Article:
On 911: In Remembrance of Them

 

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Chaplain Joe Molina CDR, UMSC / Chaplain to the Corps of Cadets (© all rights reserved)

 

It feels incredible that we have now had nearly twenty years for the experience to settle into our collective consciousness.  I guess that we could rename the terrorists “the equal opportunity destroyers.” When those four massive airliners crashed into the Twin Towers, the Pentagon and the open field in Pennsylvania, all the innocent victims shared in one common, terrifying moment.  That experience eliminated all social, religious, economic, racial and ethnic differences that may have existed. All the souls that perished, perished equally.

Many of those who survived this incomprehensible and cowardly act saw their world of position, rank, livelihood vanish.  The visible symbols of their status and careers may have literally evaporated. It all truly became a transcendent moment for the survivors and for us all as we watched helplessly.  As people grieved beyond despair they held in their hands symbols, pictures, personal effects of their loved ones. These symbols helped us to stay connected with the lives of our patriots.

Yes, I know that sometimes we want the images to go away.  Some of us may keep seeing in our minds these terrifying visuals over and over.  But, that singular day has become part of our national fiber and identity as we have embraced the experience and used it to make us a better and stronger people.

The observation has been made that life itself is ultimately made up of symbols. These symbols represent the “stuff” that surround us and define our identity.  If there is some truth in this, then the question follows: what are the symbols of your life? If these symbols were destroyed overnight how would you identify the ultimate realities that define your life?  Hopefully, we will never again experience the devastation of a 9/11. However, we don’t know that. If a crisis comes along and our lives come apart, if devastation takes hold, what will be the transcendent realities about my life?  Will I possess “the right stuff”? That is, will others be able to identify the ultimate essence of my life that will remain standing even after the devastation?

Yes, of course, these are hard questions.  However, I submit to you that these questions strike at the very heart of our identity and purpose.  The questions don’t get any easier. For instance: How does my lifestyle project the extent to which I’ve allowed material “things” to shape me?  What are you allowing to shape your values? What are the truths that drive the very core of our lives? If I were to suddenly perish, what are the symbols and principles that my friends and loved ones would hold up as representative of my life?  Indeed, sobering questions for the thoughtful.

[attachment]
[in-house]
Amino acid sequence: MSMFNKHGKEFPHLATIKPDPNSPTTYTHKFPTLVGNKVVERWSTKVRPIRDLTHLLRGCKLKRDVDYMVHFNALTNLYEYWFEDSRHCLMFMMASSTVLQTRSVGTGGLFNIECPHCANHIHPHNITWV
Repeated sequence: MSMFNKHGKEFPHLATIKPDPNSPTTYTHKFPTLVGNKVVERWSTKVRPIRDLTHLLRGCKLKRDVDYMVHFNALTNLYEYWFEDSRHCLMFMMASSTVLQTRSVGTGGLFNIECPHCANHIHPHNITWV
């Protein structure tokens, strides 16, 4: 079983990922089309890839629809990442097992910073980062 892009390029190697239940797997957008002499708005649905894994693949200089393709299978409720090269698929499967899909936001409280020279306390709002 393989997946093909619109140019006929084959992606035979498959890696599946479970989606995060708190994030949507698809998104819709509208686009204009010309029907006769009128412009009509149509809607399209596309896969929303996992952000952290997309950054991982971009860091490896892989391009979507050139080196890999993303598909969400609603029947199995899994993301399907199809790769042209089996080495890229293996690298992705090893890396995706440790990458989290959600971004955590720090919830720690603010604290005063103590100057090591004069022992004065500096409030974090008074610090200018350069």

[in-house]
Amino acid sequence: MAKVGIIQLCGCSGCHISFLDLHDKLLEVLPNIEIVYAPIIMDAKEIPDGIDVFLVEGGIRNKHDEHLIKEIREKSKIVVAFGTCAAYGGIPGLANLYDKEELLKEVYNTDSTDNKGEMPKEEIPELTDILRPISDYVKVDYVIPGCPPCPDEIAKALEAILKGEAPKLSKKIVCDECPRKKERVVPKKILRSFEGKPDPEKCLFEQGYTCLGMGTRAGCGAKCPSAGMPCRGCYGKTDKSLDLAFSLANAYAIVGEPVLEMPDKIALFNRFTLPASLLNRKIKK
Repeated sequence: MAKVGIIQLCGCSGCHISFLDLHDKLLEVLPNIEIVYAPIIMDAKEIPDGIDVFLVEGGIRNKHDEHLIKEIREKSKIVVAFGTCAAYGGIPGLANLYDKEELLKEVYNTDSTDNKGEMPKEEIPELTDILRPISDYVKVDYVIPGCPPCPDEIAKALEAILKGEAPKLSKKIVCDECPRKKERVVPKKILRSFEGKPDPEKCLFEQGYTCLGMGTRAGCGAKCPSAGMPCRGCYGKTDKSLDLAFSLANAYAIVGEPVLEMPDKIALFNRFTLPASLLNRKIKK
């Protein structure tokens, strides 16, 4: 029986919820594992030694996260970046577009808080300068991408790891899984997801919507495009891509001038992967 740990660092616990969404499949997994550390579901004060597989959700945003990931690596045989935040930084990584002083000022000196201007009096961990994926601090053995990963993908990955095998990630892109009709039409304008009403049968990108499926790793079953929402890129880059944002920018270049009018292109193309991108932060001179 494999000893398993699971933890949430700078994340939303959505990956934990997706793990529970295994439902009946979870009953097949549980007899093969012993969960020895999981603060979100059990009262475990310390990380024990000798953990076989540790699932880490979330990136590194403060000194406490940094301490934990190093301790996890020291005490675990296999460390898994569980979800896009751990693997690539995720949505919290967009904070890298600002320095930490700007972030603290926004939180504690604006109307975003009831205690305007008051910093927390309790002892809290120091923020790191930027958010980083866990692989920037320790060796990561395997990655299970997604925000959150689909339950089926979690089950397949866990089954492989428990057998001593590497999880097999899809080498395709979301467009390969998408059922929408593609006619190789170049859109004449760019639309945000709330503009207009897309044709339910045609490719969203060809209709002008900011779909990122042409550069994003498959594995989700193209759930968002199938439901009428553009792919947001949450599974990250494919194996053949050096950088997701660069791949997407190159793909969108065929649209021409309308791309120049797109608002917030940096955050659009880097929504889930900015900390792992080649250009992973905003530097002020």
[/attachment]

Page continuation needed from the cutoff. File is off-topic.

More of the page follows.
The precious lives that were lost on 9/11 continue to touch our hearts.  For years to come, we will continue to be reminded of their lives. Their stories will live on through their loved ones and the annals of history.  Periodically we hear those stories through testimonials. Next time you listen to one of these testimonials please notice something. Emphasis is never placed on the car she drove, the size of the house he owned, or the corporate position held.  Ultimately, they are eulogized for the principles they stood for and the people they loved. Those are the intangibles that constitute and express a value system.

Here is the way Dr. Martin Luther expressed his value system back in the 16th century:

“I’ve held many things in my hands and I’ve lost every one of them but the things I’ve placed in God’s hands I still possess.”  To be sure, values that are based on virtues are everlasting. They are passed down from one generation to another and become part of a legacy we leave behind.

“Virtue is uniform and fixed, because she looks for approbation only from God who is the same yesterday, today and forever.”  (Charles Caleb Colton).

 

Chaplain Joe Molina CDR, UMSC / Chaplain to the Corps of Cadets (© all rights reserved)

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